In general, STIM estimates obtained from the IPS are subject to both sampling and non-sampling errors.
Sampling error arises due to the variability that occurs by chance because a sample, rather than an entire population, is surveyed; that is, sampling error results because not every short-term migrant who enters or leaves the UK is interviewed. Sampling errors are determined both by the sample design and the sample size. Sampling error may sometimes present misleading changes as a result of the random selection of those included in the sample.
Confidence intervals (CI) are provided with IPS based estimates and are a statistical method by which sampling error can be measured. They provide a range within which the true value of an estimate is likely to fall. The confidence intervals used for the IPS are 95% confidence intervals; this means that the range is expected to contain the true value of the number of migrants around 95% of the time. Table 2 shows STIM inflow and outflow estimates alongside the associated 95% confidence intervals and ranges for mid-2015. The range represents the 95% confidence interval and shows the range within which there is a 95% chance the true value of the estimate would fall (had all short-term migrants been surveyed).
Table 1: Short-Term International Migration estimates and 95% confidence intervals (thousands), mid-2015
|STIM definition||Direction||Estimate||95% confidence interval||Range|
|UN definition||Inflow||160||26||134 to 186|
|Outflow||39||13||26 to 52|
|3 to 12 months||Inflow||304||36||268 to 340|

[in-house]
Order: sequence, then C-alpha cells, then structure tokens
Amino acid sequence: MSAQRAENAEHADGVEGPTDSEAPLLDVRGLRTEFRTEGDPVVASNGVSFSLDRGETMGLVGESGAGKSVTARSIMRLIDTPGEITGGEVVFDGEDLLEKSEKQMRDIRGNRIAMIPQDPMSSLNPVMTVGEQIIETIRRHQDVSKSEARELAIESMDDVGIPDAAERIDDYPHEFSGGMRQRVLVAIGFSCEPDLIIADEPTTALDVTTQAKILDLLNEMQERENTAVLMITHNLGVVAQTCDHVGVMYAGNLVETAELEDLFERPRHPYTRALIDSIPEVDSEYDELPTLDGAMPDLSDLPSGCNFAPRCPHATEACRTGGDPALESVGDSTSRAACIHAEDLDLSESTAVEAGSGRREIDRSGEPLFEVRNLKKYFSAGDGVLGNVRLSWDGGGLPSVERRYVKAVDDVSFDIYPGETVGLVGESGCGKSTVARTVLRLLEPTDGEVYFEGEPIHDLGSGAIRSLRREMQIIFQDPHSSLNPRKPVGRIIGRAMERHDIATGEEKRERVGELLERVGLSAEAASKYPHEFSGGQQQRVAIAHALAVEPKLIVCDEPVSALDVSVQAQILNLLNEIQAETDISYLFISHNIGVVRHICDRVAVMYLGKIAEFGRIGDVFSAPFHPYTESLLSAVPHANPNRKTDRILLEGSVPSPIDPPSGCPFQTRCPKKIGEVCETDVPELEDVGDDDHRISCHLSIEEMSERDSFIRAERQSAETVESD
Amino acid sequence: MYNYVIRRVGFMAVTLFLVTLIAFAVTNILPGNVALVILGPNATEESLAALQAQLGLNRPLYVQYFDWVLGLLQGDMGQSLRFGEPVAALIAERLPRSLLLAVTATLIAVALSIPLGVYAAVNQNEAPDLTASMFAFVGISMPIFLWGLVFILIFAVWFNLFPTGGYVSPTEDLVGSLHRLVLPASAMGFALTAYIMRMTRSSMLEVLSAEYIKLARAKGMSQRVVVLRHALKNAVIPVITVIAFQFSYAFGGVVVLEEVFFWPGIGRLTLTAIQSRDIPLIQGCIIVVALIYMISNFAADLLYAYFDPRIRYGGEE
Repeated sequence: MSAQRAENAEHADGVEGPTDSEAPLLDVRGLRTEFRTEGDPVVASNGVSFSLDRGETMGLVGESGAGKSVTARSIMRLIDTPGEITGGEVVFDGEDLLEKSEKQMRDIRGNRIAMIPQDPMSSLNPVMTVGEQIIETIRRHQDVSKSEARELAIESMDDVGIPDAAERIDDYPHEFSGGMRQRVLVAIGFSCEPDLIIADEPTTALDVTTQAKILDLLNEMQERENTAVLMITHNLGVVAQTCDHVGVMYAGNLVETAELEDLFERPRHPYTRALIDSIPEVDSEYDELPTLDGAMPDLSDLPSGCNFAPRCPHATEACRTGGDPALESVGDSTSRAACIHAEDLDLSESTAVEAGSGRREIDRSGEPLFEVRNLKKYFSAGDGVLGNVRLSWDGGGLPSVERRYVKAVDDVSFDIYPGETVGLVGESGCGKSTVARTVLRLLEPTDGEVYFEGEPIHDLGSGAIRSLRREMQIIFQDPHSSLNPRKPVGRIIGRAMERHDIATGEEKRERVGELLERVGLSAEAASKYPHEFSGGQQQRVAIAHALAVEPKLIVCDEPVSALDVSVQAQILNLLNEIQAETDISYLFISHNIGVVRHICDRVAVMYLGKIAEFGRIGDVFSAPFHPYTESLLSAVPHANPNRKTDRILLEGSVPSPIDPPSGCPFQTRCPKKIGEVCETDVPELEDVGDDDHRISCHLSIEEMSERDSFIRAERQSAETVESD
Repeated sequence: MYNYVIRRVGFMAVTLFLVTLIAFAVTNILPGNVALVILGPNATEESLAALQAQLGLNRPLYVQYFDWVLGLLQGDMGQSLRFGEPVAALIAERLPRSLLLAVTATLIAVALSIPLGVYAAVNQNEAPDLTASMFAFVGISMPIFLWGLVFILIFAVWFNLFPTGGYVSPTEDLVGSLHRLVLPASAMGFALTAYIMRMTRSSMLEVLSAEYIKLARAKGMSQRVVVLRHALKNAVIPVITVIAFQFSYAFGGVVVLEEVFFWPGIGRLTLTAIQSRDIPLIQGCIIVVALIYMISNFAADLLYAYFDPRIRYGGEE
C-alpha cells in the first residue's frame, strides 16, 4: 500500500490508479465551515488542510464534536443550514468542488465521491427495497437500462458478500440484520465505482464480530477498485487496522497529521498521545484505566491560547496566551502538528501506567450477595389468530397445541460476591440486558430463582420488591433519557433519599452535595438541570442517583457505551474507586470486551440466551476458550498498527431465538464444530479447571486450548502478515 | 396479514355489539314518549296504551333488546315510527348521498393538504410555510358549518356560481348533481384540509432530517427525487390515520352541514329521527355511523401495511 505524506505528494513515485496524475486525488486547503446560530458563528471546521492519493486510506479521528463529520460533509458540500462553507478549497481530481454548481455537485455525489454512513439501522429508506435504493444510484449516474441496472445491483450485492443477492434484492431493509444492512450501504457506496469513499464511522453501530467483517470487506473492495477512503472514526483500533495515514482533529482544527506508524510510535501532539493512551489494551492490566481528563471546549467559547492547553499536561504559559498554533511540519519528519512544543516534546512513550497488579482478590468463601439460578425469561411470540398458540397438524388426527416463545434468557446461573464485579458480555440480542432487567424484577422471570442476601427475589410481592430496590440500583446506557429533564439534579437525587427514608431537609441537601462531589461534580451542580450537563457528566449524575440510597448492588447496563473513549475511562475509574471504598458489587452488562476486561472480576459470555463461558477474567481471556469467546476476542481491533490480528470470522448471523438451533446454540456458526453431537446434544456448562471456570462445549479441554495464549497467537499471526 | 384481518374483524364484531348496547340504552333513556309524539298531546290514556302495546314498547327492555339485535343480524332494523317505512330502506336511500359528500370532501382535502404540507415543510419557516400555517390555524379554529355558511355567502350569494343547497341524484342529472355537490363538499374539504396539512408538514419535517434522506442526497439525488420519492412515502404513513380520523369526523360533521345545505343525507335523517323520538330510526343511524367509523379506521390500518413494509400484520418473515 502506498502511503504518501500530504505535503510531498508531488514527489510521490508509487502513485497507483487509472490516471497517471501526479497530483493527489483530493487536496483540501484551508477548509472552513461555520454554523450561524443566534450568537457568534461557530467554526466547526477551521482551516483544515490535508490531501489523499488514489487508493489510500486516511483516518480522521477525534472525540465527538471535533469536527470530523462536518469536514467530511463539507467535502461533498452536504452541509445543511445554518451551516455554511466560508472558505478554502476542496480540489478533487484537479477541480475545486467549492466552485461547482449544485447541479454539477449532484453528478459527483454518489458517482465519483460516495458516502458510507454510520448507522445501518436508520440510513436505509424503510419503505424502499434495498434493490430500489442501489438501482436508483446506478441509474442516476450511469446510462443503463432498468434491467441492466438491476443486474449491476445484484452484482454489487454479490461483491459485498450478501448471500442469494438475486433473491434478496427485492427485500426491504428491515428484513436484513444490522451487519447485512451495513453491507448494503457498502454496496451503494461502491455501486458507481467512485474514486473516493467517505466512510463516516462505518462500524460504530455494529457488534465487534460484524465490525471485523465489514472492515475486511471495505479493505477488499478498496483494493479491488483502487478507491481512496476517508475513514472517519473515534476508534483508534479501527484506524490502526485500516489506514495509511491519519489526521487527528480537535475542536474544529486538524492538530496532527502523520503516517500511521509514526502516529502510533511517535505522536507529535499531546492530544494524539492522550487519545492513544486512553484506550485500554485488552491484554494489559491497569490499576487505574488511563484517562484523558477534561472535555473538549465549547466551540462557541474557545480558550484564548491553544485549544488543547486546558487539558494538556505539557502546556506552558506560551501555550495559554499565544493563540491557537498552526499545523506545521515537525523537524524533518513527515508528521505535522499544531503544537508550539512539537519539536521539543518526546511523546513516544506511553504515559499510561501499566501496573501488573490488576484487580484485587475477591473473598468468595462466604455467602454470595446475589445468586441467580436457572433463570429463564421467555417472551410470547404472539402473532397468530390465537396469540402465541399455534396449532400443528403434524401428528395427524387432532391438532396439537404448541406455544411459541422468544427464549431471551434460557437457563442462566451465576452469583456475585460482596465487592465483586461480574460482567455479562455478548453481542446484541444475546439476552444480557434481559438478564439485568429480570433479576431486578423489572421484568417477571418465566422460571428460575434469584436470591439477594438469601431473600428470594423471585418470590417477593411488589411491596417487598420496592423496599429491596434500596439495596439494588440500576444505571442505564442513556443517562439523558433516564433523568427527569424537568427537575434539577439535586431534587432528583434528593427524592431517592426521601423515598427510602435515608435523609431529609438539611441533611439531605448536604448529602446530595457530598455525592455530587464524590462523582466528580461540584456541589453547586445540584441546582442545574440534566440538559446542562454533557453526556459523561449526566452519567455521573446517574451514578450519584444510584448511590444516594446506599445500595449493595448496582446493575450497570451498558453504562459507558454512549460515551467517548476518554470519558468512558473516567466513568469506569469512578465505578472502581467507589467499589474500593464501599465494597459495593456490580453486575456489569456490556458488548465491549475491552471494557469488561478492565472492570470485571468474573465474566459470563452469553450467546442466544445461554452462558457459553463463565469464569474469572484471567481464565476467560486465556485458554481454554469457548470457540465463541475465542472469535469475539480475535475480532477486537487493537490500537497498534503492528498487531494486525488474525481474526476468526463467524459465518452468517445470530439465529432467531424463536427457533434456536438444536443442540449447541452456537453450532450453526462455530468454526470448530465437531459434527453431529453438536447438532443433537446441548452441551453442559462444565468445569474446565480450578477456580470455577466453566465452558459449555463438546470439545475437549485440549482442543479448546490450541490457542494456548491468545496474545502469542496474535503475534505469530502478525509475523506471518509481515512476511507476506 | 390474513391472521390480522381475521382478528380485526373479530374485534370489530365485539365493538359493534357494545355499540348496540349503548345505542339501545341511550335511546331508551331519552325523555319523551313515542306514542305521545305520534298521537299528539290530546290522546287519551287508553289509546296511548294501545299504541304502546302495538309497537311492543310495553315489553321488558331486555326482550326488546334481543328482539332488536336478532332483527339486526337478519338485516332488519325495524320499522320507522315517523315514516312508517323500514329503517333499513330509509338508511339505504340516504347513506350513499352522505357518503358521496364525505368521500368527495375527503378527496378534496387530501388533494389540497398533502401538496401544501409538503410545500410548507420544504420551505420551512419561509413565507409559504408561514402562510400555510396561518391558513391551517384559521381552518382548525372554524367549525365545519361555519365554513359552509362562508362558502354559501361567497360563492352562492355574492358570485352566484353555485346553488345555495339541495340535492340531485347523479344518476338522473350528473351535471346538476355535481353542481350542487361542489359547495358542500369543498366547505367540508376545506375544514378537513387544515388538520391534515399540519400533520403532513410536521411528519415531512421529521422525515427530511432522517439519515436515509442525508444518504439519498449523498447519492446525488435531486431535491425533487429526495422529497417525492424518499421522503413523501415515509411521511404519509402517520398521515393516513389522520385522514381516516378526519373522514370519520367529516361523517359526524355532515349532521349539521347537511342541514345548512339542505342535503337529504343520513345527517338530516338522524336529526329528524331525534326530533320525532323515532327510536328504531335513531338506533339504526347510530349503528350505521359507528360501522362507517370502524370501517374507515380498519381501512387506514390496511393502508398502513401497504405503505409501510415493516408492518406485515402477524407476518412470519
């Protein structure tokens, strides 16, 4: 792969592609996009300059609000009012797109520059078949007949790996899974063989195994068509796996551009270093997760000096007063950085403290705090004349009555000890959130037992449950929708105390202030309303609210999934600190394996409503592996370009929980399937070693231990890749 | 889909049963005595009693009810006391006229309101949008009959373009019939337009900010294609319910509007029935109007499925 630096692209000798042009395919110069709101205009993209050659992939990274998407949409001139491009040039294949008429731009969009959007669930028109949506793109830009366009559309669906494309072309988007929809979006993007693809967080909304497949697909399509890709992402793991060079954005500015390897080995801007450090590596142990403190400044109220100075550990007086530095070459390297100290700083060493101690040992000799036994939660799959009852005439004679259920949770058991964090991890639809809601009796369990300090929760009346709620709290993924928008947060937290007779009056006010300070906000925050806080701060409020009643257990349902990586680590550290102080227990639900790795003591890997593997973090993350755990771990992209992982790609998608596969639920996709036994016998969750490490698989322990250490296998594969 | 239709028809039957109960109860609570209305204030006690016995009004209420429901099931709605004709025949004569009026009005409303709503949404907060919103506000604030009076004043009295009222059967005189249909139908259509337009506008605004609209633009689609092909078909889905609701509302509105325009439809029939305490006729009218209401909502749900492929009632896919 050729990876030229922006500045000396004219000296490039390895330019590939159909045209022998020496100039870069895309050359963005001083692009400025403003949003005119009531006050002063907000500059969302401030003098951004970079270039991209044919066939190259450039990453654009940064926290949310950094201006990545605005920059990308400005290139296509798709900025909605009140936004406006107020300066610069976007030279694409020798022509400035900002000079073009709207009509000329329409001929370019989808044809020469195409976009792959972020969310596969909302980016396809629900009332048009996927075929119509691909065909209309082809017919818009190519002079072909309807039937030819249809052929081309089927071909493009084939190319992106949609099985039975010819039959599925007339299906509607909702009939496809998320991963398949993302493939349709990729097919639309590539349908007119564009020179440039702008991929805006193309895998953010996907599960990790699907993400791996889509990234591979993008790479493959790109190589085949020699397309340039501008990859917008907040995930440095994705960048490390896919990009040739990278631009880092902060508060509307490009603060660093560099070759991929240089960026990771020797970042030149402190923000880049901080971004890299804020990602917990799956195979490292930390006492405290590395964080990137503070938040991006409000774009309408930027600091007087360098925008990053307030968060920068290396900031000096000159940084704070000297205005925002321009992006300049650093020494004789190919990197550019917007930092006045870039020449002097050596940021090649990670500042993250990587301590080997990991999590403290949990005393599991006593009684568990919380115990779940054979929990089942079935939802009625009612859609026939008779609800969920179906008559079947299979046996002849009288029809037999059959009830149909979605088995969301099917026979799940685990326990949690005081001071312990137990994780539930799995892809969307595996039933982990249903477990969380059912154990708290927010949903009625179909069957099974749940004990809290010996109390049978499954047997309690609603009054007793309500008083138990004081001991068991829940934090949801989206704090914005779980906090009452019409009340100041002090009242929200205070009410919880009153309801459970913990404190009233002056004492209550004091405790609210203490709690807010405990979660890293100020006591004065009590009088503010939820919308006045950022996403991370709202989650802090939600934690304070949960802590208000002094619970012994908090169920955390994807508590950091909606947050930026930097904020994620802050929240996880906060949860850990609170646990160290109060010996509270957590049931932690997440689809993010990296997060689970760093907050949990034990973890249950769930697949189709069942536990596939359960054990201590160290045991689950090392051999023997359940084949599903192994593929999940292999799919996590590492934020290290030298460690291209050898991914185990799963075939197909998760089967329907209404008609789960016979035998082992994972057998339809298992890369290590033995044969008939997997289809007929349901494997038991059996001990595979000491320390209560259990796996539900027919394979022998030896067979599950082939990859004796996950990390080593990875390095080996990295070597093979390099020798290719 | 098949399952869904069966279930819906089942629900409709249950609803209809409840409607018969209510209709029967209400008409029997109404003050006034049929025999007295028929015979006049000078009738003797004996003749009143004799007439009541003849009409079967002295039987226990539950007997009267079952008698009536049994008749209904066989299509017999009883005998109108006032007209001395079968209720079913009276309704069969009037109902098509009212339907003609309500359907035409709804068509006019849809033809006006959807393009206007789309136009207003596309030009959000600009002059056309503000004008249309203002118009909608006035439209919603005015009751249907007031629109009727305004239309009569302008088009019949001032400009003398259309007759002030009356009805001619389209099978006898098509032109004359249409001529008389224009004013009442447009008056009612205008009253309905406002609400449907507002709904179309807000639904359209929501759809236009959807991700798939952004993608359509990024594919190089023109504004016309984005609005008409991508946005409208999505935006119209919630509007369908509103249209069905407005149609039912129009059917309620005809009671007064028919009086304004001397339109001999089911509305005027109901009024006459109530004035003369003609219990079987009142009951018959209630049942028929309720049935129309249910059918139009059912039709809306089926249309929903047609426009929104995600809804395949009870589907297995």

|Outflow||390||41||349 to 431|
|1 to 12 months||Inflow||1200||69||1,131 to 1,269|
|Outflow||2711||119||2,592 to 2,830|
|Source: Office for National Statistics - International Passenger Survey|
Download this table.xls
When STIM estimates are broken down to lower levels of detail, greater care must be taken with their interpretation. This is because these estimates will be based on a smaller number of survey contacts, which increase the uncertainty around the estimate. For example, it is not possible to produce estimates for most individual citizenships within a single year, because of the small number of survey contacts that comprise each estimate.
Even where the sample size allows individual country estimates to be produced, it is often not possible to say that a change in the estimate from one year to the next is real or not. This is because smaller estimates often have proportionately larger confidence intervals than larger estimates. However, in a few instances where the estimates are based on large enough sample sizes, we can be at least 95% certain that the change in the estimate represents a statistically significant change. For more information about statistically significant changes, please refer to section 4.2.
Non-sampling error is all error that is not sampling error. The challenge with non-sampling error is that it is difficult to directly calculate a numerical measure of its effect. This, therefore, makes it hard to incorporate when analysing results. Non-sampling error is best understood by referring to examples that apply to the IPS.